Australia holds rates at record low amid sluggish growth outlook

SYDNEY (BLOOMBERG) - The Reserve Bank of Australia (RBA) kept its benchmark interest rate unchanged amid a mixed picture of weaker growth signals, a stronger jobs market and a slowing of house prices.

Governor Philip Lowe and his board left the cash rate at a record-low 1.5 per cent on Tuesday (June 6), as expected by all economists surveyed by Bloomberg. Patchy data suggests that the economy's first-quarter growth will be weak ahead of numbers due Wednesday, with a report today showing net exports will be a bigger drag on gross domestic product than expected.

"Year-ended GDP (gross domestic product) growth is expected to have slowed in the March quarter, reflecting the quarter-to-quarter variation in the growth figures," Mr Lowe said in a statement. "Looking forward, economic growth is still expected to increase gradually over the next couple of years to a little above 3 per cent."

The Australian dollar was little changed, buying 74.73 US cents at 2.34pm in Sydney compared with 74.74 cents prior to the decision.

Most economists expect the RBA to hold or increase rates over the next year even as market bets for further easing creep higher amid a cloudier outlook. While May data showed strong employment gains and a surprise rebound in retail sales, construction has been soft and wage growth stagnant. Signs of a cooler housing market could also give the central bank leeway to ease down the track, after prices dropped in May for the first time in 18 months.

Housing "prices have been rising briskly in some markets, although there are some signs that these conditions are starting to ease", said Mr Lowe.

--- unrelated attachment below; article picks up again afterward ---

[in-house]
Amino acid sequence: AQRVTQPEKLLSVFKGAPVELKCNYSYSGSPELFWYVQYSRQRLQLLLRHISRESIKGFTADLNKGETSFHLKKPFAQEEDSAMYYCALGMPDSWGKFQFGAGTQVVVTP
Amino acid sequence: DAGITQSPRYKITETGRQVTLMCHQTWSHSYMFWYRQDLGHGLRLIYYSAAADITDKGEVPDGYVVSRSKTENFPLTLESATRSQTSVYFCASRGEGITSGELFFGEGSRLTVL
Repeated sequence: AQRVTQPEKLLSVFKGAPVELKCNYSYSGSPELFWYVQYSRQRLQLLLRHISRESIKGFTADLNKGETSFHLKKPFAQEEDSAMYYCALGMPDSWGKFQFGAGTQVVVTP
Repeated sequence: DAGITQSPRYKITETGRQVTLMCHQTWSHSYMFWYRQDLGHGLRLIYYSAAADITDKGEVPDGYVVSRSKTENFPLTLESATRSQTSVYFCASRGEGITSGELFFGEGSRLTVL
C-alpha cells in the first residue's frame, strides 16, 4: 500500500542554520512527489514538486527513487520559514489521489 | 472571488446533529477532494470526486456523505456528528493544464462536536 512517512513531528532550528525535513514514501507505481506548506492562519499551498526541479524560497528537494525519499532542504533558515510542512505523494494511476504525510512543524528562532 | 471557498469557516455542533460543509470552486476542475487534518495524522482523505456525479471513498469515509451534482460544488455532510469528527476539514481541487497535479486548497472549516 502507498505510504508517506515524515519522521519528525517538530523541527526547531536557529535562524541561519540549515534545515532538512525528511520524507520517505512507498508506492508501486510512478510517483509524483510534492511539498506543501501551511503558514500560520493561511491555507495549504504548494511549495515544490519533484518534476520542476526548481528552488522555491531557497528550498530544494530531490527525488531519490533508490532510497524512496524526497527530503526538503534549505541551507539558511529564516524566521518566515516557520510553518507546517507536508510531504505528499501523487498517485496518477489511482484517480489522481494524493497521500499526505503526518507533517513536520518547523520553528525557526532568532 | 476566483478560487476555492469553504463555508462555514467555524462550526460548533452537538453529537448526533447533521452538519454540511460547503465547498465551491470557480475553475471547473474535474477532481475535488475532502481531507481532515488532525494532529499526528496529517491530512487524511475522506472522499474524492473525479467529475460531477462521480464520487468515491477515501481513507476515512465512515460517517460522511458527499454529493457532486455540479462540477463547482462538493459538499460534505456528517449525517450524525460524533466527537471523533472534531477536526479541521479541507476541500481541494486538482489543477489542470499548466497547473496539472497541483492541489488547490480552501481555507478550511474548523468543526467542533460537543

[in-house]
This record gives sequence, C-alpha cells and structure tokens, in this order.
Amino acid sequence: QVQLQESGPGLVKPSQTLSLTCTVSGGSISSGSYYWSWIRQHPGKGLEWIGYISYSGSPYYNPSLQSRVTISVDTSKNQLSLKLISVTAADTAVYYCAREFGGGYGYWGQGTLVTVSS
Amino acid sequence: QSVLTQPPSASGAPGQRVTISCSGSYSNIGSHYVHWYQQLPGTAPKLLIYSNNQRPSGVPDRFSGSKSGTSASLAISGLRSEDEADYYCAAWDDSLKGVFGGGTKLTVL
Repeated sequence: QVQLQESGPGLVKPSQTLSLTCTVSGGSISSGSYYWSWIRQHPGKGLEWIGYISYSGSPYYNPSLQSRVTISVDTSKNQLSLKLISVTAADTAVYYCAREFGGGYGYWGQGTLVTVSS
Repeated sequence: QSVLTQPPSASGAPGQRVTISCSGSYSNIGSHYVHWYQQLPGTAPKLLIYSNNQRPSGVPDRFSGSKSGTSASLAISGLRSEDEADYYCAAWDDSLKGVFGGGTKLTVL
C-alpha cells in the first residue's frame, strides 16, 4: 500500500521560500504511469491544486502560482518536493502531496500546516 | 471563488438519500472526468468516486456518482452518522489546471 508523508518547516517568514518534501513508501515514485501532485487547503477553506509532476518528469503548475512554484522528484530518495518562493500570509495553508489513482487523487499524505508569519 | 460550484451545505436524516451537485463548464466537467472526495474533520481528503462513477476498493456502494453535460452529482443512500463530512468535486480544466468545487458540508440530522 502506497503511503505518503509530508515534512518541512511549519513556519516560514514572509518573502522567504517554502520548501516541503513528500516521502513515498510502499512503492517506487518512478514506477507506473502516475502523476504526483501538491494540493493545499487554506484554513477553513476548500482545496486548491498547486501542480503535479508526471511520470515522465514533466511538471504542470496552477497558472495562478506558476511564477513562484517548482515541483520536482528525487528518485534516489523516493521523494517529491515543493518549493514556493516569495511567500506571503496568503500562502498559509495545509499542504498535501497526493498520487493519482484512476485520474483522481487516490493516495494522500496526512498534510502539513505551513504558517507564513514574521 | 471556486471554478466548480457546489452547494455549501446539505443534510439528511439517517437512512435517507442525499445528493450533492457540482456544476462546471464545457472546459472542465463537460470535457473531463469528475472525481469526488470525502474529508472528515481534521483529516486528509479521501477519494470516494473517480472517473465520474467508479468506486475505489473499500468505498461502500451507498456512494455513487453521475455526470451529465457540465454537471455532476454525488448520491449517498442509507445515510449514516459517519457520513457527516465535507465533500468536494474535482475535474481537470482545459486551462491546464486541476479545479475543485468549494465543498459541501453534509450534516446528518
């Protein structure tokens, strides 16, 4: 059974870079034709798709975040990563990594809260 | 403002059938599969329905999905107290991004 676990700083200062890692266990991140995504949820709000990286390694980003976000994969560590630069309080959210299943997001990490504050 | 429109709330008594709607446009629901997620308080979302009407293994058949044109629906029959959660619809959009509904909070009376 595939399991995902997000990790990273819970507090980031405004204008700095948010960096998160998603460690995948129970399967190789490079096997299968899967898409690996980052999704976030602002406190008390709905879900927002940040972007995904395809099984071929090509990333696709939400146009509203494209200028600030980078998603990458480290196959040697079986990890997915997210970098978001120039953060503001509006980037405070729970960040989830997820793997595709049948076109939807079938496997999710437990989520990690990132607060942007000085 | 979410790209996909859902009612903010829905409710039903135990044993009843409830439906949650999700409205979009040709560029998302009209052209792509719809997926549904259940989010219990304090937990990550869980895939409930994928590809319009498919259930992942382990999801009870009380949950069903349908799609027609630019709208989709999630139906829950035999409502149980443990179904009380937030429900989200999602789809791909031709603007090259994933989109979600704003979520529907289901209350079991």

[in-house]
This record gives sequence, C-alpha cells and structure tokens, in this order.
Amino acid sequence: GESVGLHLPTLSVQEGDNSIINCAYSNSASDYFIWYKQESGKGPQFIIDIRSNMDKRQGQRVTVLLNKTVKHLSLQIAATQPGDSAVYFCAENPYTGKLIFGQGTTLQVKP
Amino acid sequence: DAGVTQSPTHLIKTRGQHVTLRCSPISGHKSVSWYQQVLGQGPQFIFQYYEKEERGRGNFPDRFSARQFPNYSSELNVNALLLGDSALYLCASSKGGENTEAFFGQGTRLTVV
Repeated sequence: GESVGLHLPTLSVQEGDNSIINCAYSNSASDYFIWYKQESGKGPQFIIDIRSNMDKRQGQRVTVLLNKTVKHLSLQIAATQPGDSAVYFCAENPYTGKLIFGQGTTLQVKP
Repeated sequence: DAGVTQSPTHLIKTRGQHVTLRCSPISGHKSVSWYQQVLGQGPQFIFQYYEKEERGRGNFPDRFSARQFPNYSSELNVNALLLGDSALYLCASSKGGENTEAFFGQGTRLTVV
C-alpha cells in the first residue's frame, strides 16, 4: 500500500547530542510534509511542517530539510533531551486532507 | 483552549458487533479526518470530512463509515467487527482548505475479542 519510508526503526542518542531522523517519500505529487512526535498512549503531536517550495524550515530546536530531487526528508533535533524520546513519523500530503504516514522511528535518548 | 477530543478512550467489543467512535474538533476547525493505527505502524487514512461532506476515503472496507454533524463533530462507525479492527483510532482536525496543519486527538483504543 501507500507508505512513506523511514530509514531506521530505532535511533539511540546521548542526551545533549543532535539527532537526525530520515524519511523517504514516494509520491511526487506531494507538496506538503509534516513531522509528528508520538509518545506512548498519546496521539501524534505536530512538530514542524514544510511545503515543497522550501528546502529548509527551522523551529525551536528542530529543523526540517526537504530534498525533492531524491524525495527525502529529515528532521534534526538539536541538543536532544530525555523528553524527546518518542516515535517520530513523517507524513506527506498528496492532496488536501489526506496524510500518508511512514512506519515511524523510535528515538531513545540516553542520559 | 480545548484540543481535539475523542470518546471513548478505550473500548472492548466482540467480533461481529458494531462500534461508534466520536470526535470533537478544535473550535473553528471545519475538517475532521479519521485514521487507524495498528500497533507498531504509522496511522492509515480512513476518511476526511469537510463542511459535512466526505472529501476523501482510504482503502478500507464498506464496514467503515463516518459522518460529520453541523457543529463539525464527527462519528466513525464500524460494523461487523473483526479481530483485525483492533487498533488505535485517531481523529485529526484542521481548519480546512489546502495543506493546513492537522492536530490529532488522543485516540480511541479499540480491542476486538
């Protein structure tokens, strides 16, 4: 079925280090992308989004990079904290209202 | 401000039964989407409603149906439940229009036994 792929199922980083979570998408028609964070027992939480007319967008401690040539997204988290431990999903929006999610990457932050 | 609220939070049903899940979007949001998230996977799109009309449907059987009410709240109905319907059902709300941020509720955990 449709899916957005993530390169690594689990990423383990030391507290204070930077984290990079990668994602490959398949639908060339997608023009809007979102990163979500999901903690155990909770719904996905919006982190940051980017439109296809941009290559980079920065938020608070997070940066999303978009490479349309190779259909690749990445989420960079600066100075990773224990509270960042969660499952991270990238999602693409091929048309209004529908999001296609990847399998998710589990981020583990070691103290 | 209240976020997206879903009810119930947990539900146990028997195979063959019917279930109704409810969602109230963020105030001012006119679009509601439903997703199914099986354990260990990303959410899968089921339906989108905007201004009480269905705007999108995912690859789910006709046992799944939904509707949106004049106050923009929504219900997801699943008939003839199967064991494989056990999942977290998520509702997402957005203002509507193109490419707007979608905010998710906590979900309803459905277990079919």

The RBA said in minutes from its May meeting that it was closely monitoring the labour and housing markets. Recent evidence suggests that the risks to both are finely balanced.

The jobless rate dropped to 5.7 per cent in May after a second straight month of solid employment gains, yet wage growth has been stagnant, suggesting a fair amount of slack in the market. Record levels of underemployment - where workers are willing and able to work more hours - helps to explain that.

The long-awaited cooling of east coast house prices may also be starting to feed through. Sydney prices dropped 1.3 per cent and Melbourne 1.7 per cent last month, according to the latest CoreLogic survey, while auction clearance rates in both cities have also been softer in recent weeks.

As far as consumer prices go, the central bank's expectations are largely being met. Headline inflation returned to the bottom end of the RBA's 2 per cent to 3 per cent target in the first three months of the year after spending nine quarters below it, but the key core measure is yet to catch up.

Wednesday's GDP report is expected to show just 0.3 per cent growth in the first quarter from the previous three months, according to economists' median estimate as of 2pm on Tuesday. Still, the RBA may be willing to look past a soft performance in the early part of 2017, mindful of some temporary weather-related factors.

Uncertainty remains over the second-quarter impact from Cyclone Debbie, which struck northern Queensland in late March knocking out mine-to-port rail links in the state's key coal producing region for several weeks. Debbie also caused widespread flooding, which had an impact on activity.